Service-Learning helps students find ways to interact abroad

Lusembourg student drawings.

A new Service-Learning program pairs Miami students with community organizations in Luxembourg. Artwork by students at a day care center is pictured above. (Photo courtesy of Abigail Purdum)

Abigail Purdum, a Miami University junior, has found a way to connect with the children of Luxembourg through games such as soccer and jumping rope even though they speak different languages.

Purdum is participating in the new Service-Learning program now offered at Miami University’s Dolibois European Center (MUDEC) in Luxembourg, giving students the chance to interact with members of the community.  

“It is great to be able to laugh and play without using words,” Purdum said. Purdum volunteers two hours a week with a local day care center.  

Besides the beautiful scenery and opportunity to travel around Europe, students now have the chance to engage in Service-Learning courses while studying abroad. Miami's first non U.S.–based service-learning courses integrate community service and other forms of direct engagement by letting students go out into the community and work with organizations all while receiving class credit.  

The Service-Learning class Purdum is participating in focuses on minority groups in Europe.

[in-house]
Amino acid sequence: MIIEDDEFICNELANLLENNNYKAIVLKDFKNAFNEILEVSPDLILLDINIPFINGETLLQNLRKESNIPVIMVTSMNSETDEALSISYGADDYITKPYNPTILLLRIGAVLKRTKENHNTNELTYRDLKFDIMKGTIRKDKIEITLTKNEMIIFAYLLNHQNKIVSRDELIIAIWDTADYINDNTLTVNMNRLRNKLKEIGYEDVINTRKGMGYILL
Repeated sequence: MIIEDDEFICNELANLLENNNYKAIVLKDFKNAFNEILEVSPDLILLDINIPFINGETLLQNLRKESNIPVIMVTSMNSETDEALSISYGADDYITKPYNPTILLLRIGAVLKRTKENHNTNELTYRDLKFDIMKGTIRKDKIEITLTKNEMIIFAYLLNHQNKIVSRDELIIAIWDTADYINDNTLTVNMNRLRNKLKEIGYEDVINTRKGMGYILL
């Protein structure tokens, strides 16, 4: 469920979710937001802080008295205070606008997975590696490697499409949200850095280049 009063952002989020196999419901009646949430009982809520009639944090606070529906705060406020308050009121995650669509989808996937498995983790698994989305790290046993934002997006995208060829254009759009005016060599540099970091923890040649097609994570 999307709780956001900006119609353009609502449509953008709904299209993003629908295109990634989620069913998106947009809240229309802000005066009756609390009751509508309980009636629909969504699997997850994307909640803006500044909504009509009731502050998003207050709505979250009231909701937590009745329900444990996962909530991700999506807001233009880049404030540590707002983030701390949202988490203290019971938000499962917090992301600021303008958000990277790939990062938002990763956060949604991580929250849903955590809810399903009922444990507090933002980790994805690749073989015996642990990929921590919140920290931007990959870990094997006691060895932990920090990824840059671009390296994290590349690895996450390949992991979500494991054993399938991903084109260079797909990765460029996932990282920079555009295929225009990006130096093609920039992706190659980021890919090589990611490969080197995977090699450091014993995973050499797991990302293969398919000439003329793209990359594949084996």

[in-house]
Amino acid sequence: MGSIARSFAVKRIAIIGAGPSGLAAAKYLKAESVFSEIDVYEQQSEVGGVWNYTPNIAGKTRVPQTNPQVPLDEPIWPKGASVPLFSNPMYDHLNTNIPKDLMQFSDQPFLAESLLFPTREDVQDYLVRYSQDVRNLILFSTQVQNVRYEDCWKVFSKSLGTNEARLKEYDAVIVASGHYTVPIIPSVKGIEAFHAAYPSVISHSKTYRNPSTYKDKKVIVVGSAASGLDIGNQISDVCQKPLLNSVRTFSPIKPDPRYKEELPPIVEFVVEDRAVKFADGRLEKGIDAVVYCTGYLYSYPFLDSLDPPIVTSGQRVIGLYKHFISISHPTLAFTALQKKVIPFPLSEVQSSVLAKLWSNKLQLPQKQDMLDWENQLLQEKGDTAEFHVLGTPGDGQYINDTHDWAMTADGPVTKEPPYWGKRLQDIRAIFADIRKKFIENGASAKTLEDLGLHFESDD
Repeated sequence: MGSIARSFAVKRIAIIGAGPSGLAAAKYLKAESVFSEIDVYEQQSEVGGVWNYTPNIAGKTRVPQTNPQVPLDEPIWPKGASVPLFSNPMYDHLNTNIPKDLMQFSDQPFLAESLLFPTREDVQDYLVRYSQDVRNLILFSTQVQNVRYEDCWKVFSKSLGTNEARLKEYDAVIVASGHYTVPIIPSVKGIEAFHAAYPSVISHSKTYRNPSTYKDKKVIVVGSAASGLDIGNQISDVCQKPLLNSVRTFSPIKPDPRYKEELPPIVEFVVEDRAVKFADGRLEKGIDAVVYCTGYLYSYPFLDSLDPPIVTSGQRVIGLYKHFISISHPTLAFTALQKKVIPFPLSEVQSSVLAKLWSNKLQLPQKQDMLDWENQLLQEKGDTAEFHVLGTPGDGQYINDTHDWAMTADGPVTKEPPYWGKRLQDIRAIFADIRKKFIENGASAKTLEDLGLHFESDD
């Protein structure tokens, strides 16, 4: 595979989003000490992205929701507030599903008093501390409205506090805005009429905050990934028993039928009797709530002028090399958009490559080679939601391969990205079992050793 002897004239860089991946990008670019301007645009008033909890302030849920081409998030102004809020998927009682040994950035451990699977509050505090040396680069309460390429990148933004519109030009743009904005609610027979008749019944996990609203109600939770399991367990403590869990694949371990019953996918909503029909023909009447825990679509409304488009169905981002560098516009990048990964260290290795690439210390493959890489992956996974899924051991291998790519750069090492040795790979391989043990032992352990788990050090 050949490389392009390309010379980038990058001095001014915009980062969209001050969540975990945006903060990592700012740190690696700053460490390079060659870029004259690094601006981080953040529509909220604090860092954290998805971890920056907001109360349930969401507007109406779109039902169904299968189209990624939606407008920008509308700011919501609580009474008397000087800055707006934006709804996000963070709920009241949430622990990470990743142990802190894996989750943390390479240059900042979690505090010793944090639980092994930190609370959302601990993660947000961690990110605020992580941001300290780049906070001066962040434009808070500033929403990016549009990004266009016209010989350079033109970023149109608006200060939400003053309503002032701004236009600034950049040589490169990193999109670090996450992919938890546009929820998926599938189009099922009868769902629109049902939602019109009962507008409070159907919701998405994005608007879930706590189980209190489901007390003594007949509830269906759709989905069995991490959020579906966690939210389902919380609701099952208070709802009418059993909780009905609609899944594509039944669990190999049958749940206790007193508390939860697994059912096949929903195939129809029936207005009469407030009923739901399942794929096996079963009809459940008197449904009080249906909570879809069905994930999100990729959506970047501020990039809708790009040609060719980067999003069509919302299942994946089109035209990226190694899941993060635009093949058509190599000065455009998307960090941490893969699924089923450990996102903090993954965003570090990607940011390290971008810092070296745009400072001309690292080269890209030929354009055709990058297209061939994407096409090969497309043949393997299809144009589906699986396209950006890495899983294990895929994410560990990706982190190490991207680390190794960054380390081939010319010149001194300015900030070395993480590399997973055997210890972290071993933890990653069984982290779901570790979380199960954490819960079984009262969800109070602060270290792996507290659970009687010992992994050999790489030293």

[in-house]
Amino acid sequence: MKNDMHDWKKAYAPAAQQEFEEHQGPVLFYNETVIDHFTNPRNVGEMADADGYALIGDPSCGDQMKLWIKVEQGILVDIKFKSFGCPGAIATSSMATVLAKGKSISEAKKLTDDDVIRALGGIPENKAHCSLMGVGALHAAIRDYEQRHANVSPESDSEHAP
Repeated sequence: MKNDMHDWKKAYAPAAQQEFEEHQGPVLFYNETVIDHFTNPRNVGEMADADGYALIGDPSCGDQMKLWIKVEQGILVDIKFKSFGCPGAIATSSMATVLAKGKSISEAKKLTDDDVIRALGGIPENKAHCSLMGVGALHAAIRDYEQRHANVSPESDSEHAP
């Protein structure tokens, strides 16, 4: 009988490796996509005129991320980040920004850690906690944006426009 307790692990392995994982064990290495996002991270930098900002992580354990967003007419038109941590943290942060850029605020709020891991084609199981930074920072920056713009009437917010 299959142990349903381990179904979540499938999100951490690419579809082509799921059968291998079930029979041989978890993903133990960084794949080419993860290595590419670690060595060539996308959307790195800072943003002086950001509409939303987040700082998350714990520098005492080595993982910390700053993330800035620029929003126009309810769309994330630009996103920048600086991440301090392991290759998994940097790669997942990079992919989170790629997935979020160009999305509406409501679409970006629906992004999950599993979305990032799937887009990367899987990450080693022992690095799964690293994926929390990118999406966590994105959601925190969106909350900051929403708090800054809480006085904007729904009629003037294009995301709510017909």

“Although some places are uncomfortable to visit, it gave me a new insight on minority groups being majority,” Purdum said.  

Lee Harrington, professor of sociology at Miami, and MUDEC Dean Thierry Leterre launched Miami’s first global-based service-learning course, Introduction to Social Justice Studies, in the summer of 2012.  The course paved the way for additional classes on multiculturalism, minority and majority identities in Europe and Sustainability: European Challenges and Strategies, giving students the opportunity to pair with partner organizations and participate in up to 20 hours of community service over the semester in one area.  

There are two main components to students’ Service-Learning experience. First, students meet with local service providers and community experts such as the mayor of Differdange, representatives from Amnesty International and the Schengen World Peace Forum and local Red Cross agencies such as the low-income grocery store. Second, Miami students engage in direct service in Differdange. Differdange is an extraordinarily diverse community; more than 50 percent of its 22,000 residents were born in other countries, representing 80 nationalities, said Susan Paulson, professor of anthropology, who also teaches service-learning courses for MUDEC.

One of the hallmarks of Service-Learning is that the community defines its needs. During the last year, with the help of Dean Leterre and Monica Ways, Miami’s director of community engagement and Service-Learning, Harrington arranged for students to serve in five school aftercare programs and with the local chapter of Red Cross. Service-Learning provides students with opportunities to become actively engaged in their communities while providing them real life experiences helping others.

Written by Molly Leasure, university news and communications intern